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Eucharistic Theology And Episcopal Signature

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Chapter Summary

This chapter involves the novel recourse to the written and sealed word by the lay aristocracy of northern France during the eleventh and twelfth centuries. At this time, French nobles were not yet literate; they lacked Latin beyond the modest requirements of liturgy, and as yet neither participated in modes of textual and iconic representation nor controlled the spheres of scribal and iconographic practice. The author believes that the process of the French nobility's acculturation to such modes of representation as the sealed charter commenced in writing bureaus staffed by prescholastic clerics, who were actively involved in discussion on semiotics even as they wrestled with questions in sacramental theology. The chapter examines the action of seals as an innovative semiotic trope that, both in theory and in social practice, re-figured the categories of person, presence, identity, and authority.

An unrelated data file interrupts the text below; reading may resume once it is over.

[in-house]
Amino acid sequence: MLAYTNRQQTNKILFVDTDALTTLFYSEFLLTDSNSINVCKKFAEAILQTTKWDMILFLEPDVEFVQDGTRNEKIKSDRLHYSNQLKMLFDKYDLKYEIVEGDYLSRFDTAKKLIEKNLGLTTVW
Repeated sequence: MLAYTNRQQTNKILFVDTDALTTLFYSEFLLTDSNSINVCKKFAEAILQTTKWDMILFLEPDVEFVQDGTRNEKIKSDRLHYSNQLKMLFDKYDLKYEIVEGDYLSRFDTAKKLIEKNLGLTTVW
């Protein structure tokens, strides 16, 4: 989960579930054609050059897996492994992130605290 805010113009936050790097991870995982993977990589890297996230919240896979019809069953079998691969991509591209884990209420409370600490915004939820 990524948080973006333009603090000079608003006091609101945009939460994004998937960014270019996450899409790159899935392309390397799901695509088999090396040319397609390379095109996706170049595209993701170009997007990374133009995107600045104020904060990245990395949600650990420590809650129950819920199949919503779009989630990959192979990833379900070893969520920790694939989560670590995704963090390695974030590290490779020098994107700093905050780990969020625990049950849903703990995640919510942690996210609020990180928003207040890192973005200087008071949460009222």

Keywords:aristocracy; eleventh centuries; iconographic practice; personal identity; stereotype; twelfth centuries



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